Wednesday, October 7, 2009

Robert Mueller: Cyber-Security Big Concern; Wife Doesn't Let Him Use Online Banking


The beautiful five-year-old FBI German shepherd (above) who greeted attendees of FBI Director Robert Mueller's speech today at The Commonwealth Club (below). Photos by John Zipperer.

It's not every day that attendees at San Francisco's famed Commonwealth Club are greeted at the door by a large German shepherd, but it's not surprising when those attendees were showing up to hear the director of the FBI, Robert Mueller, talk about cyber security. (Well, except for the folks who showed up for the German foreign-language discussion group; they were a bit more surprised.)

Mueller started his talk by noting that he had been the victim of an online phishing scam; he had received an e-mail that looked like it came from his bank and was asking to confirm his account information. Faster than you can yell at the heroine in a horror movie "Don't go into the woods!", our nation's top crime fighter fell for the scam and compromised his security. He said he told his wife (who was also present at his speech) that he considered the experience to be a "teaching moment," but she told him she didn't need the teaching moment -- and he was banned from using online banking.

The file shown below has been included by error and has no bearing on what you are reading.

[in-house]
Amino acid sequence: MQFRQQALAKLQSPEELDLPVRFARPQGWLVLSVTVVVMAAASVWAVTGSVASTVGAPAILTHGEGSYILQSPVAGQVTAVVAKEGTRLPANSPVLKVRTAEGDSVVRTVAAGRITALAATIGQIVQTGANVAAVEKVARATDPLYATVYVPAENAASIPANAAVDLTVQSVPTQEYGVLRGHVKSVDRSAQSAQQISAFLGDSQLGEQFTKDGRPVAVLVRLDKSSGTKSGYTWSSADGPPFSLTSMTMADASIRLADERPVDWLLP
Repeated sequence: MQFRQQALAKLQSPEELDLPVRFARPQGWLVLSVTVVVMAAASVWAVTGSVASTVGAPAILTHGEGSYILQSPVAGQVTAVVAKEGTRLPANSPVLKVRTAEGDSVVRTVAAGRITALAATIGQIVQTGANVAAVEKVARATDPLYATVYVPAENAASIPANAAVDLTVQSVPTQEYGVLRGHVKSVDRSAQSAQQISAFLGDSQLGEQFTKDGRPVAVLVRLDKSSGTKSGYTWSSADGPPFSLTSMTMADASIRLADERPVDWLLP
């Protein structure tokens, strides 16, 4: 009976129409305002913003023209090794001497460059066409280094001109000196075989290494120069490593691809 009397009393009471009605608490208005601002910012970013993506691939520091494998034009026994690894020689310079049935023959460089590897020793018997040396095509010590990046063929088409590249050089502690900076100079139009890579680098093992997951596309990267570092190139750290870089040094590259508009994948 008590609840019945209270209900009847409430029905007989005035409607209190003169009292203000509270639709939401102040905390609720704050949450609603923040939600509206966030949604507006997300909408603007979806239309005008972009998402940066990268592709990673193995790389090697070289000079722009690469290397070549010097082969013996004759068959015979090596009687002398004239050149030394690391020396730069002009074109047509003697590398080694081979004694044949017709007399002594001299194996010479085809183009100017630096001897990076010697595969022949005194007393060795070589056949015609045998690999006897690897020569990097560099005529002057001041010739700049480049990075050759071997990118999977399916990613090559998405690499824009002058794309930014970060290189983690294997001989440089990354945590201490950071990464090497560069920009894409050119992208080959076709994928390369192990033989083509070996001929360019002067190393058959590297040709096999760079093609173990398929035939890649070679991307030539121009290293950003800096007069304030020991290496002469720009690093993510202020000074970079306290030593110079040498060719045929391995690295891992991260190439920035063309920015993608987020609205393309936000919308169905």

He later noted, "I do not have a Facebook page." But Mueller's personal aptitude on the internet wasn't the issue. He came to talk about all that the FBI is doing to combat cyber crime. That includes working with police departments around the world -- even "embedding" FBI agents in some Eastern European countries' police forces to help them fight cyber crime.

During the question-and-answer session, Mueller was asked whether the FBI has any hackers working for it, using their skills to help fight other hackers. Mueller said the bureau did not employ any hackers, and after illegal hackers are caught and serve time in jail, they should not look forward to good jobs using their skills.

His comments reminded me of the response I received to a similar question when I interviewed security guru Peter Tippett in the June 1, 2001, issue of Internet World magazine. (Alas, IW's archives are no longer available online; I still have the interview, however, and will try to post it to my main web site soon.) I asked Tippett, who had done considerable amounts of consulting work with various government agencies as well as private firms, if he'd ever consider hiring hackers to help him in his efforts, and he flat-out said no. He said that such people believe all information should be free -- including your credit card information and other private information -- and he doesn't want such people working for him.

Of course, the assumption behind the question is often that illegal hackers have some important talents that are not possessed by people in the online security and law enforcement fields. That's simply not true, but people often ask the question in ignorance, which is fueled by high-profile cases of online criminality, while they know little about the countless cyber crimes that are thwarted every single day.


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